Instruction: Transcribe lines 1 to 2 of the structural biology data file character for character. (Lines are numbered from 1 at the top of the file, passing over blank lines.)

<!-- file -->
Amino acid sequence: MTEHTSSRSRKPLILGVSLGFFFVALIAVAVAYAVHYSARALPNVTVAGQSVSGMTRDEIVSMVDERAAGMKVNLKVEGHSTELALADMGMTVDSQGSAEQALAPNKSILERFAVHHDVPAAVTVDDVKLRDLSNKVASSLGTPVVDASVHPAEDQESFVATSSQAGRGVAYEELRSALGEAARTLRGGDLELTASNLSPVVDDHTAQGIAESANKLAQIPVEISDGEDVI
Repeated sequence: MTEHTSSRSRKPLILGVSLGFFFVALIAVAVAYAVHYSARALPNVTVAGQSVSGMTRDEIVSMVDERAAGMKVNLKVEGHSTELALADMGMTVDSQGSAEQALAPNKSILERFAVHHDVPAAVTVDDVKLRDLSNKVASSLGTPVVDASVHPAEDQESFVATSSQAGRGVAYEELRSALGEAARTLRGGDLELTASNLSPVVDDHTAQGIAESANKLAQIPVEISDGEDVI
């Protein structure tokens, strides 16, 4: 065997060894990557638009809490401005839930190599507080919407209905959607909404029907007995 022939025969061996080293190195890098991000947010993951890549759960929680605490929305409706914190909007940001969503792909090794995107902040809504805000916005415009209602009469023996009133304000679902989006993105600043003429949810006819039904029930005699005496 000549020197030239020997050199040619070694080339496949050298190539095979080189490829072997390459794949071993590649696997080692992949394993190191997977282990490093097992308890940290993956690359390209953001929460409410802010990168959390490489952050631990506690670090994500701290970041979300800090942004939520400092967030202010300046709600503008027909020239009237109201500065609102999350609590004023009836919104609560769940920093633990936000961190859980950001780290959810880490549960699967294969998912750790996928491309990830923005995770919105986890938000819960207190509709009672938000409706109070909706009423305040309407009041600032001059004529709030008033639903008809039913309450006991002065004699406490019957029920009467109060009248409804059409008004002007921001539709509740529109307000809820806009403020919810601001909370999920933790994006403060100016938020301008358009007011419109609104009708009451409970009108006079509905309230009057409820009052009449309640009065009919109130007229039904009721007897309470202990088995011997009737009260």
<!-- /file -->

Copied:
Amino acid sequence: MTEHTSSRSRKPLILGVSLGFFFVALIAVAVAYAVHYSARALPNVTVAGQSVSGMTRDEIVSMVDERAAGMKVNLKVEGHSTELALADMGMTVDSQGSAEQALAPNKSILERFAVHHDVPAAVTVDDVKLRDLSNKVASSLGTPVVDASVHPAEDQESFVATSSQAGRGVAYEELRSALGEAARTLRGGDLELTASNLSPVVDDHTAQGIAESANKLAQIPVEISDGEDVI
Repeated sequence: MTEHTSSRSRKPLILGVSLGFFFVALIAVAVAYAVHYSARALPNVTVAGQSVSGMTRDEIVSMVDERAAGMKVNLKVEGHSTELALADMGMTVDSQGSAEQALAPNKSILERFAVHHDVPAAVTVDDVKLRDLSNKVASSLGTPVVDASVHPAEDQESFVATSSQAGRGVAYEELRSALGEAARTLRGGDLELTASNLSPVVDDHTAQGIAESANKLAQIPVEISDGEDVI